Adam Bernstein, currently taking part on FZY Year Course, pens his thoughts on antisemitism in the UK, and on FZY's responsibility to tackle it.
As the oldest Zionist youth movement in the UK, the responsibility falls on us to weigh in on antisemitism. The fact that we have not already done so in any meaningful way, to my knowledge, is a great shame. Although it has increased recently, the issue of antisemitism is not new. It has been written about and studied for centuries. I am therefore unlikely to say anything revolutionarily new. However, of all the ways antisemitism can be understood — through its religious, political and historical contexts — I would like to focus on two methods of understanding antisemitism and then perhaps offer a way in which they might interact. Ultimately, I believe the religious context is the most meaningful way to understand antisemitism, but I do not believe I am qualified to convey it. It is for this reason I have attached numerous links to those much more qualified than me who I believe all contribute something to building a clearer picture of antisemitism, and indeed the world at large.
There often is an argument made that because we are Jewish, we are the experts on antisemitism and, crucially, we are the only people who can define antisemitism. This is wrong. Any attempt to play identity politics with antisemitism will end as badly as it always does.
Before understanding and defining antisemitism on a deeper level, an initial point must be made to avoid falling into a very common trap. There often is an argument made that because we are Jewish, we are the experts on antisemitism and, crucially, we are the only people who can define what antisemitism is. This is wrong. It is not simply because we are Jews and Zionists that we can define antisemitism. It may be that we should perhaps have a greater influence in the debate about defining antisemitism. But it must not be exclusively based on our identity. Just as it is wrong to suggest that only Muslims can define ‘Islamophobia,’ it is also wrong to suggest that only Jews can define antisemitism. We must have the intellectual capacity to accept opinions from external sources, including the many non-Jews who present valid information. Any attempt to play identity politics with antisemitism will end badly; it is a dangerous game to play, no matter how righteous the players think they are.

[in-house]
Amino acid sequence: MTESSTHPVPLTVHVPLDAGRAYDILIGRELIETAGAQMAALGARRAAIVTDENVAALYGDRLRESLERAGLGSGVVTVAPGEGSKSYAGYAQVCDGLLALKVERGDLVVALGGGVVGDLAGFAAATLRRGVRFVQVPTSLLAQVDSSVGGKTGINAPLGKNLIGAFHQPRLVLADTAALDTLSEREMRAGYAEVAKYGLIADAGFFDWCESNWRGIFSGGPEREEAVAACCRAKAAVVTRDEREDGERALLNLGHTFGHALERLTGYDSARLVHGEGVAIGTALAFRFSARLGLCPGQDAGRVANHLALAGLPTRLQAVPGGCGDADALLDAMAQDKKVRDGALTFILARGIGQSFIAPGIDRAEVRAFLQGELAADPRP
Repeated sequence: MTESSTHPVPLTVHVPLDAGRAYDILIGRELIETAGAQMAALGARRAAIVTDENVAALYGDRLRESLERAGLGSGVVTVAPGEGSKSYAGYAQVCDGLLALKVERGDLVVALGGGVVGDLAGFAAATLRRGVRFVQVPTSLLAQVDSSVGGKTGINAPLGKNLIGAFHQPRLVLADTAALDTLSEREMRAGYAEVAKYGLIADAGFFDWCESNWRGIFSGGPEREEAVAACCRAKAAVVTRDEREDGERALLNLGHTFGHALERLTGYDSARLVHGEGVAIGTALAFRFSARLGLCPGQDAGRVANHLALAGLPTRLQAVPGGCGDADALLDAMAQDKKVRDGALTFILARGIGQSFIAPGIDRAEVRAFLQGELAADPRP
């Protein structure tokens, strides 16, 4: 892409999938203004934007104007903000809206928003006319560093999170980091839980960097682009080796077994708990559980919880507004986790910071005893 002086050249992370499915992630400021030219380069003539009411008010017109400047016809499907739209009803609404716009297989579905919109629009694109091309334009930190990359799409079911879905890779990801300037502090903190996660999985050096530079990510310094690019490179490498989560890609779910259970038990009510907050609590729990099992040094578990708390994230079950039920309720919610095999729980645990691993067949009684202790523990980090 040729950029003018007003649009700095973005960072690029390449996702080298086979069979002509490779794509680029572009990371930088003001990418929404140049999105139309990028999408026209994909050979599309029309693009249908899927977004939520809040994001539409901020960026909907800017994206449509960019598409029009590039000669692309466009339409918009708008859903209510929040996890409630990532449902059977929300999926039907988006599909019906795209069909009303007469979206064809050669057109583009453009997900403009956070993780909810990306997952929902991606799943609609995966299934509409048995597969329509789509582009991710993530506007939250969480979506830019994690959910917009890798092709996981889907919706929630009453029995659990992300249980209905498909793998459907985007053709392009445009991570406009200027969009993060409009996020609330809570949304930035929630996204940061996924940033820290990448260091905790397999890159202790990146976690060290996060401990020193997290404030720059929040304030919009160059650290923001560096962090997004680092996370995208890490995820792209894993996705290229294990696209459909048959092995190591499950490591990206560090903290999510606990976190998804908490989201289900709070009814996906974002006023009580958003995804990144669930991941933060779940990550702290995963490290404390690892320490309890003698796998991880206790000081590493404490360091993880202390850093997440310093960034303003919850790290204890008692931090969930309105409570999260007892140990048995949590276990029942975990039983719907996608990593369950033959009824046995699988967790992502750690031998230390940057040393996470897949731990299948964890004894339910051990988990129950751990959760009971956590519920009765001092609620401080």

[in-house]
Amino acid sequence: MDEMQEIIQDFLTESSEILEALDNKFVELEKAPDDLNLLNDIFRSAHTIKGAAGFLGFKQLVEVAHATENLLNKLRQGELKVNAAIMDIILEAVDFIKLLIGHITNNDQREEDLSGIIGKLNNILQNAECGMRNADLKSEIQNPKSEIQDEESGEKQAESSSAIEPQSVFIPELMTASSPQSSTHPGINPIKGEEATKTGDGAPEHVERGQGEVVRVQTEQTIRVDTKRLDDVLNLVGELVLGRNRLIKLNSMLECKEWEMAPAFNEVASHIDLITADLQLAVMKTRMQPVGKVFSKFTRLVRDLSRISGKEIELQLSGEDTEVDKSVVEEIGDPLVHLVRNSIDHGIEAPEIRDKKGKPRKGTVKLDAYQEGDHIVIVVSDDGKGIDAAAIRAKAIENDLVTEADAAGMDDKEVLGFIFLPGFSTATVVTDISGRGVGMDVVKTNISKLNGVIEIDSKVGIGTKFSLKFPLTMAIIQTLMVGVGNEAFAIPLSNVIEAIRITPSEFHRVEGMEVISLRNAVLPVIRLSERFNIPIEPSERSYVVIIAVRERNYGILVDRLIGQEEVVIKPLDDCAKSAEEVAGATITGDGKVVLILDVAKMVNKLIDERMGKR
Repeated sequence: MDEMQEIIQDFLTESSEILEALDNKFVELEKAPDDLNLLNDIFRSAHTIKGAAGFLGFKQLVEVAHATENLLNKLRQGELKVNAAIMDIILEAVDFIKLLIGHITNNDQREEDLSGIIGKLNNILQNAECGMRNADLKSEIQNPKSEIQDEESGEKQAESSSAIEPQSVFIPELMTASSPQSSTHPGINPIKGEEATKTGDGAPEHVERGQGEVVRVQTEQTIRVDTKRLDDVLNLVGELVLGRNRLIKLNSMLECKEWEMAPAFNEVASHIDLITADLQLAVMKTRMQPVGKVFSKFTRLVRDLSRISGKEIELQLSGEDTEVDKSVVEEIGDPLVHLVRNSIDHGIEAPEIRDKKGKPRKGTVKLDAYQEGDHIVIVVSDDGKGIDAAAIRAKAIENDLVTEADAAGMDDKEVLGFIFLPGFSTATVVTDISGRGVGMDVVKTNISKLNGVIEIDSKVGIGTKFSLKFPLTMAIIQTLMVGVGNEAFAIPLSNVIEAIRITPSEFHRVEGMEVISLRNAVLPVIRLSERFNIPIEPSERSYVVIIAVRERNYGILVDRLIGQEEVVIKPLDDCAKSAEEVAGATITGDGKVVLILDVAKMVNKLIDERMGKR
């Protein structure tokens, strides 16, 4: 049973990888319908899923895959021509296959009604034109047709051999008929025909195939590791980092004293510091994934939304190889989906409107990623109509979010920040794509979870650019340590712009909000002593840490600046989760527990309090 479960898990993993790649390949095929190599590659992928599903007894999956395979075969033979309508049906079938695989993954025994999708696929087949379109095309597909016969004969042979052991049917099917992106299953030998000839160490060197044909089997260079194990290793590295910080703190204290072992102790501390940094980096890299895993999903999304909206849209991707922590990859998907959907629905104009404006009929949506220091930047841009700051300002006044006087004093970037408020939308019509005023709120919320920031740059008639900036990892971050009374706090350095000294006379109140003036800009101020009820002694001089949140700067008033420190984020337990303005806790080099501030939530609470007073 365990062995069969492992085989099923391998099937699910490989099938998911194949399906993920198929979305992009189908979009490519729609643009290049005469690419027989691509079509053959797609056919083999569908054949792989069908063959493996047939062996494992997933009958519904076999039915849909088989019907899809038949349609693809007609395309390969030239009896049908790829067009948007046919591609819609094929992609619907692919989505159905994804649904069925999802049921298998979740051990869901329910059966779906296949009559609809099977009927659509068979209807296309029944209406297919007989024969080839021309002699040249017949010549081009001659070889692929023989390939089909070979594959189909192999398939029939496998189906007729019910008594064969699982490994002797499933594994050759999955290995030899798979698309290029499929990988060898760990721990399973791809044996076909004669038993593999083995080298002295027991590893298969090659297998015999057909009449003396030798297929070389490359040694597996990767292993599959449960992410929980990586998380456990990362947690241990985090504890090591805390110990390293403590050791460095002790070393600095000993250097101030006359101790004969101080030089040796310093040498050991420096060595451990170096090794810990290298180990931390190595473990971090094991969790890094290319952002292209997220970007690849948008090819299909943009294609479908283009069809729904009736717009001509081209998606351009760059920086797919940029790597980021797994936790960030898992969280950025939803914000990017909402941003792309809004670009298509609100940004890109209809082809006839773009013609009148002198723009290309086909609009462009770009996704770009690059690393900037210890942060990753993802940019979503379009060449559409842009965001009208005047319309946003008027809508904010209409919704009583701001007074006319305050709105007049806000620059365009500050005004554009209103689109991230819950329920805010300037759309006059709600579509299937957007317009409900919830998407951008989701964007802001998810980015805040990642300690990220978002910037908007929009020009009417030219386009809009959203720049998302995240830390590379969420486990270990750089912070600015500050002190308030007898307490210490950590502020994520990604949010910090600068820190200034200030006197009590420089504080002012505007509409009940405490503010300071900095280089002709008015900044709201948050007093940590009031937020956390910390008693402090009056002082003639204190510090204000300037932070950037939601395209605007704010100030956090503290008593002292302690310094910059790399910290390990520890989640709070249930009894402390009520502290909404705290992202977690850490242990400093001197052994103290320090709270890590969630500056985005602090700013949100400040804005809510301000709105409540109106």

To have an honest and productive discussion, we must be open to hearing differing views from outside the community. It seems illogical to place more weight on the opinion of an average Jew, than someone like Paul Johnson, a non-Jewish academic scholar and author of The History of the Jews. Of course, if need be, we can prove an argument wrong when made by those outside of the community just as we can prove an argument wrong when made by those inside the community. However, we should do so because of the argument’s lack of correspondence with the truth, not because of the identity of the person with whom we are debating. Arguments are right because they are rational and based on facts. They are right no matter who makes them. We must not allow for, what Maajid Nawaz refers to, as the’ democratisation of truth’ when it comes to debating antisemitism. As Menachem Begin said, ‘truth is an absolute value. It needs not the confirmation of those who rebel against it.’
The first perspective is understanding antisemitism over time, through a historical lens. Exploring how antisemitism has evolved can help conceptualise how antisemitism might be fought today, and how it can be prevented in the future. It is through this lens that antisemitism has been spoken about as a ‘virus which has survived over time, by mutating.’ Three of these mutations of antisemitism — based on religion, race and nation — go to the heart of the debate about defining what it is to be a Jew. Thus, in the middle ages, antisemitism was often justified on the basis of religion, as seen in the persecution of Jews and in particular their Judaism in medieval Catholic Spain. The concept of ‘Moranos,’ whose etymology refers to ‘swine’ or ‘pigs,’ is a classic example of this religious antisemitism. Moranos were Jews in Catholic Spain who were forced into Catholicism yet continued practising Judaism in private. This religious antisemitism led to the famous expulsion of the Jews in Spain in 1492, on Tisha B’Av.
Later, in the nineteenth and twentieth centuries, antisemitism had mutated into a race-based hatred and hence, we saw the Holocaust. The Nuremberg Laws of 1935, which codified the criteria for persecution as having a Jewish grandparent, clearly demonstrate the race-based hatred towards Jews. Medieval Spanish Jews may have changed their religion, but European Jews during the Holocaust could not change their grandparents or their race. The result was the death of over one third of all Jews by 1945.
Over the last century, a new ‘mutated’ form of antisemitism was developed; the hatred towards the Nation-State of the Jewish people, Israel, through antizionism. This political hatred has been spread throughout the Western world and has accelerated since the State’s inception in 1948. Whereas other countries are inevitably criticised, Israel is the only state in the world targeted for extinction. Israel is also the only Jewish State in the world. Since the day after the State of Israel was created, Israel has been fighting for its mere survival. As former FZY member, Abba Eban said:
There is, of course, no difference whatever between antisem